Madagascar Biodiversity Partnership

 

Objective

Madagascar Biodiversity Partnership is a Malagasy NGO founded in 2010 that is working alongside local
communities to help restore and protect Madagascar’s forests and diverse wildlife.

 

 

Our Work

The Madagascar Biodiversity Partnership team includes more than 170 people, most hired from villages around its four field stations. Each field station is established in a different habitat from moist evergreen forest to dry spiny thicket. Lemur and tortoise monitoring programs are implemented along with reforestation initiatives, which are tailored to the local climate, that expand wildlife habitat and provide resources to local people. As a testament to protecting biodiversity, more than 4,500 volunteers from villages around the field stations have worked with Madagascar Biodiversity Partnership to plant 4 million trees and counting.

 

 

Our Story

For more than a decade, Madagascar Biodiversity Partnership has focused on building relationships with local leaders and community members. Together, they created an expansive reforestation network with 23 nurseries and are working on linking forests to recreate lemur migration corridors. Additionally, through community engagement, the reforestation project provides an economic stimulus through the incorporation of valuable tree crops and reduces pressure on remaining forests by providing fuelwood.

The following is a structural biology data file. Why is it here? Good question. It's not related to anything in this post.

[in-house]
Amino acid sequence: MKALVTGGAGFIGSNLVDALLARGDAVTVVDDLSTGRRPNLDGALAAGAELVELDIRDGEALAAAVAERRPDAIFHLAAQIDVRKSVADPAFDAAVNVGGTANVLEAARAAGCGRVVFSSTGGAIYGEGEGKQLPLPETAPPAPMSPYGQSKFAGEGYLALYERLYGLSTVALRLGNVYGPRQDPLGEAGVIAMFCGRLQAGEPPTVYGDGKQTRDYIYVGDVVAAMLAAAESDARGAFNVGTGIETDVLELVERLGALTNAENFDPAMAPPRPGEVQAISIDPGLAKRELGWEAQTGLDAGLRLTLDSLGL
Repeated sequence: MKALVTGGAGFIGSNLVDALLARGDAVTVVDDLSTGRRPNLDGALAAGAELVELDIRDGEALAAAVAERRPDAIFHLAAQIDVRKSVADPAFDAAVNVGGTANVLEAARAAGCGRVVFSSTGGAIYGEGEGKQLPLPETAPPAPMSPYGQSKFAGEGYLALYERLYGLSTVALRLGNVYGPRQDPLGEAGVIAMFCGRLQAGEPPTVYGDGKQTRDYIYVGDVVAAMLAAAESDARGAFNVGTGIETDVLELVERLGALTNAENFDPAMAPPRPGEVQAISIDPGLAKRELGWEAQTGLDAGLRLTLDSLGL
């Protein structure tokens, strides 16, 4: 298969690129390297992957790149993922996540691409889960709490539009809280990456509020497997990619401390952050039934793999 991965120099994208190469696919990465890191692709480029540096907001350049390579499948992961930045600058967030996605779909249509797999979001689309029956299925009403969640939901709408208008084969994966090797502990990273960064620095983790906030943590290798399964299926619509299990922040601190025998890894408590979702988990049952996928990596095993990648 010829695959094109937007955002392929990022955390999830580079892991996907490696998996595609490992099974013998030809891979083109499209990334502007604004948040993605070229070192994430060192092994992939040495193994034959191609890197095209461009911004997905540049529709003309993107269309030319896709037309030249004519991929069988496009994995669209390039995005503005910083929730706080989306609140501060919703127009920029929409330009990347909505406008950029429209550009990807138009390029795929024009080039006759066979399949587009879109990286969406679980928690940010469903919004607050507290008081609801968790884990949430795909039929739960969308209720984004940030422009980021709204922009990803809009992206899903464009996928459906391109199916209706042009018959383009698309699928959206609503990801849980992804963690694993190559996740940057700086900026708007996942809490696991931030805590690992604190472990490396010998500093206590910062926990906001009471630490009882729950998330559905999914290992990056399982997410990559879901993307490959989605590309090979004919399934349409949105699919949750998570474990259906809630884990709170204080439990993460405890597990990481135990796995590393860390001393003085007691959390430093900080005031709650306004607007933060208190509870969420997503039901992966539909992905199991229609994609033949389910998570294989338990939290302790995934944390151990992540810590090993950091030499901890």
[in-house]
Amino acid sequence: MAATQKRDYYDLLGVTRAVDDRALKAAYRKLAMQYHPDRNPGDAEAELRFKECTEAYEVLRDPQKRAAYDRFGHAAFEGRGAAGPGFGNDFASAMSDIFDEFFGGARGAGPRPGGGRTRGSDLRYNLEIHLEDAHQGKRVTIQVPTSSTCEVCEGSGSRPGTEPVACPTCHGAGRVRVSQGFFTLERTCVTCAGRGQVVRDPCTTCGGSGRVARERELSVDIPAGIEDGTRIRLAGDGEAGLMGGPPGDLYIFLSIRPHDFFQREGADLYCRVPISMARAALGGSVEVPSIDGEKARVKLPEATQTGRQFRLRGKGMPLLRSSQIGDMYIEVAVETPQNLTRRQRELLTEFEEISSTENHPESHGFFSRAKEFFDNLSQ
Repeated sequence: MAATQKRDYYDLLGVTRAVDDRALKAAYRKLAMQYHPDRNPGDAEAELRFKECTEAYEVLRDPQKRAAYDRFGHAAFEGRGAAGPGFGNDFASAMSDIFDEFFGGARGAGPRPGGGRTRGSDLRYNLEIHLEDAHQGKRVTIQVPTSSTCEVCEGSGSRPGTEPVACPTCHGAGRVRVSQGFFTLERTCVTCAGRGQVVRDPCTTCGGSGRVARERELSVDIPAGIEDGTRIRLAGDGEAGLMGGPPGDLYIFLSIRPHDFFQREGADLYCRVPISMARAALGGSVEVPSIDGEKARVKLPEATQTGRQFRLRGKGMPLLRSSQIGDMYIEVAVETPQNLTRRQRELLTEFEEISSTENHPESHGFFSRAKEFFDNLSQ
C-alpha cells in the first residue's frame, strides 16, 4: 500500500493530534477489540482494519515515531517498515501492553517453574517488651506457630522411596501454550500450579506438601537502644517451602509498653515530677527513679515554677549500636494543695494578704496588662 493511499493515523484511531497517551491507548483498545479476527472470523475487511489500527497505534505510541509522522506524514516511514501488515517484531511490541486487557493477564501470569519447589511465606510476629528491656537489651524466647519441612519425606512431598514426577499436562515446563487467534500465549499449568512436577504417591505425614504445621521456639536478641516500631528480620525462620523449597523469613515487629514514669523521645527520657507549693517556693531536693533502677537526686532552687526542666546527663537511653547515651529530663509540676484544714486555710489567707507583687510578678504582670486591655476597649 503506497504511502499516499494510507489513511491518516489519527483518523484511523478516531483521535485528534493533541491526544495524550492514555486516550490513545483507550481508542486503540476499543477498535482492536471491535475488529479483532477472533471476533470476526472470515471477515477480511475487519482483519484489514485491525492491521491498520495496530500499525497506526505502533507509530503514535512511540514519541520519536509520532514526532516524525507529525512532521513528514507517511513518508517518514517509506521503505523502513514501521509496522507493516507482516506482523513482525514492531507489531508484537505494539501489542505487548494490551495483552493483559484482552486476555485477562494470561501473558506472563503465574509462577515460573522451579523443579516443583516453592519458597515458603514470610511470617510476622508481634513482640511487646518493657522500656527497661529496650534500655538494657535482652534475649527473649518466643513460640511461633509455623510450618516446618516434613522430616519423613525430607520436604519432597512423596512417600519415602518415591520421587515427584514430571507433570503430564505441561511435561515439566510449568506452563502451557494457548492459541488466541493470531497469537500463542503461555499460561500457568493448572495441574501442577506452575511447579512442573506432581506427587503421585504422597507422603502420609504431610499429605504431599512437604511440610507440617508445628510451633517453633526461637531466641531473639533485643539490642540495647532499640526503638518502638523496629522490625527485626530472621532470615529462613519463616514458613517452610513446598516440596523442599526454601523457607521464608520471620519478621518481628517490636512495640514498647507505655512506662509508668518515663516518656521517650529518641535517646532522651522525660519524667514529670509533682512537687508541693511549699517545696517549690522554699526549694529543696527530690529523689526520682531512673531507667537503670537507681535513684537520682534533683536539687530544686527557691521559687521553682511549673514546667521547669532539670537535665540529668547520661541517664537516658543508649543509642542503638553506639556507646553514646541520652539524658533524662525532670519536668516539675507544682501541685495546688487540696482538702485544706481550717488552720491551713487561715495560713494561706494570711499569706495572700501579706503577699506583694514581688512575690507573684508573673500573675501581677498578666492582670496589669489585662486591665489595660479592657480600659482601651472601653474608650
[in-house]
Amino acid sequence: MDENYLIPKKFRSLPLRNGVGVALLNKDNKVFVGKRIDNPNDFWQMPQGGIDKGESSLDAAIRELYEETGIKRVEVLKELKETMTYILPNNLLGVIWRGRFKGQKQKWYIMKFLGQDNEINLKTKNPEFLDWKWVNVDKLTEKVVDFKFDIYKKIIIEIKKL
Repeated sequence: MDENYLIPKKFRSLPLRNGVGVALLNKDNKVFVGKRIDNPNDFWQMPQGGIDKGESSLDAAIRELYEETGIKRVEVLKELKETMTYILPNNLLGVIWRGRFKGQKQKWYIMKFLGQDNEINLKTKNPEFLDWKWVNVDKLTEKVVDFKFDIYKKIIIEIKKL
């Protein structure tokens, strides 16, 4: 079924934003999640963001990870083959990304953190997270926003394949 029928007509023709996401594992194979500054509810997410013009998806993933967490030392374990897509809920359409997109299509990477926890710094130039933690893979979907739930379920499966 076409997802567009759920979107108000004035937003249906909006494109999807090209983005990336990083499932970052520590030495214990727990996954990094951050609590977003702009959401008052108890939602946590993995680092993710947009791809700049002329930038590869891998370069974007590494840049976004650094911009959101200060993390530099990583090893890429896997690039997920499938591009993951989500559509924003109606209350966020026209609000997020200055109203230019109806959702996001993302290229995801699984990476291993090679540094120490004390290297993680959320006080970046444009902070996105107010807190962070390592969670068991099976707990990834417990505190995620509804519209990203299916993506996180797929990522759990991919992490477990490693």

More than 20 women’s associations are active collaborators in this project. To ensure that reforestation efforts are suitable for wildlife, seeds of more than 100 native tree species are collected from lemur feces and used to generate seedlings that are planted during village-wide events. More than 90,000 trees can be planted in a month!

 

 

Our Team

Dr. Edward (Ed) E. Louis Jr. is the founder and director of the Madagascar Biodiversity Partnership and has been working in Madagascar since 1998. Over the years, his program vastly expanded from expeditions and genetics research to working with communities to establish four field stations where teams dedicate their efforts to conservation, reforestation, and community development. In addition to more than 170 full-time staff, the Madagascar Biodiversity Partnership works with regional authorities, five VOIs (community-based organizations that manage local resources), more than 200 women’s association members, and village elders.